Orthocell Limited (ASX:OCC) Managing Director, Paul Anderson talks about the company's CelGro collagen-based scaffold, sales and distribution, progress with the US FDA and market opportunity.
Jessica Amir: Hi, I'm Jessica Amir for the Finance News Network at FNN’s Small Cap Investor Event with Orthocell (ASX:OCC) Managing Director Paul Anderson.
Paul, welcome back.
Paul Anderson: Thanks, Jessica. Thanks for having me.
Jessica Amir: So, first up, you've just announced a very significant announcement. You've successfully repaired damaged nerve tissue. Just tell us about the announcement.
Paul Anderson: Yeah, thanks. I mean, a very exciting day for us. We've announced to the market today that we've been participating in a clinical study, that clinical study is focused on using our collagen-based medical device, known as CelGro, to regenerate severed or damaged nerves.
At the time of recording this interview, as a result of the announcement today, the share price has moved 170 per cent, and I think that's on the back of some really solid work that we've been doing, not just today and today's announcement, but over last two years in really validating this CelGro platform.
Jessica Amir: And congratulations on the announcement, but zooming out, Orthocell (ASX:OCC) works in the space of repairing bone, tendon and nerve damage. How is the business tracking?
Paul Anderson: Yeah, excellent. We're really a company in transition. We've spent a number of years now developing these technologies, we've spent a number of years validating these technologies, and we're really in a moment now where we're transitioning from an R&D company into a company that has defined products and we're now in a strong execution phase.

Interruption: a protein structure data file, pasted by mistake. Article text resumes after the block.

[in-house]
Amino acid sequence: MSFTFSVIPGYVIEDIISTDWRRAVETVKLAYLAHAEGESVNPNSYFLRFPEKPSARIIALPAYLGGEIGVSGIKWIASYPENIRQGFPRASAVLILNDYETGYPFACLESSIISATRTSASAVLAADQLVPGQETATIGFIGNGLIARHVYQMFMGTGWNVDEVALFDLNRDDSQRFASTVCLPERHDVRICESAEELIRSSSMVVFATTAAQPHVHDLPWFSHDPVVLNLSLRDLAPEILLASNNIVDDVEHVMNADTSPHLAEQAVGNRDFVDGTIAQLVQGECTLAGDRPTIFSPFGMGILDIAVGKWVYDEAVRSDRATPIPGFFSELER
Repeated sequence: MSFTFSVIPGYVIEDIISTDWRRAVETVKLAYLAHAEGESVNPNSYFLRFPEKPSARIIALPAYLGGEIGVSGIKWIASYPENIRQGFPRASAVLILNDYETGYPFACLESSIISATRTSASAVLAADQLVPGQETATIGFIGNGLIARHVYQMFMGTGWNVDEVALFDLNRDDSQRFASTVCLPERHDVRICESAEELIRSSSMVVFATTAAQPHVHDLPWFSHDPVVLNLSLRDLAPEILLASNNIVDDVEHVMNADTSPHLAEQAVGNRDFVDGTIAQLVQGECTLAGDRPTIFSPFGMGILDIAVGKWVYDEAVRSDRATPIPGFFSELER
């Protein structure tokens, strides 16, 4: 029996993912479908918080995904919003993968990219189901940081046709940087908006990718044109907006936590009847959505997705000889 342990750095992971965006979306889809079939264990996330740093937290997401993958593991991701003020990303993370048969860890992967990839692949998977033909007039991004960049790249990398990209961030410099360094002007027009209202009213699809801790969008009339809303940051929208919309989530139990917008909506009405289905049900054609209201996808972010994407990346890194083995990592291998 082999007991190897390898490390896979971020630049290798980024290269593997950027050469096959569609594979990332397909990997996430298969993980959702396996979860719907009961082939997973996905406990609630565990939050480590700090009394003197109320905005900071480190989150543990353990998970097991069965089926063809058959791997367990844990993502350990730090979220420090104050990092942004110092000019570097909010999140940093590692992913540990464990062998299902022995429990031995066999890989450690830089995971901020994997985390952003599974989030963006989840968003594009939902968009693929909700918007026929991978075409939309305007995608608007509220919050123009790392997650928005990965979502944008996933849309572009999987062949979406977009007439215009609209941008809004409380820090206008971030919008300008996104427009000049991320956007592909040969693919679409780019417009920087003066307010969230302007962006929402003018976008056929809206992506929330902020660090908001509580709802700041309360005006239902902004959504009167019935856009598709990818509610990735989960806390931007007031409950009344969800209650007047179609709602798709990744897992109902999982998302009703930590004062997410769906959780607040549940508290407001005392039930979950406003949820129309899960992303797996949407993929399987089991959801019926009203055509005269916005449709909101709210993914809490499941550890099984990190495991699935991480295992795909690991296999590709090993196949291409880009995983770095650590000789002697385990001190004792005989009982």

Jessica Amir: So in the space that you're working in, where is the biggest, greatest medical need, and how is the business working towards that?
Paul Anderson: The area that we're working in, the negative impacts of injuries, degenerate injuries in this space is prolific, and it has a huge, negative, cost economic effect on the community. People can't walk or they've got damaged arms affecting their activities of daily living. So there's a large unmet clinical needs right across the portfolio of products that we're addressing.
But further to that, what we've been seeing in the market is that regenerative medicine is here to stay, and we're seeing the large corporate end of town now recognising very, very clearly that if you're not in the regenerative medicine space, you're not playing in this game.
Jessica Amir: Paul, now to your portfolio. You have two groups of products. Just give us an update.
Paul Anderson: So the first product developed within the company is a stem cell approach for the regeneration of human tendon tissue. We're in advanced, randomised studies for that technology. So we have a stem cell approach which compliments the development of our collagen-based medical device, which is a platform technology.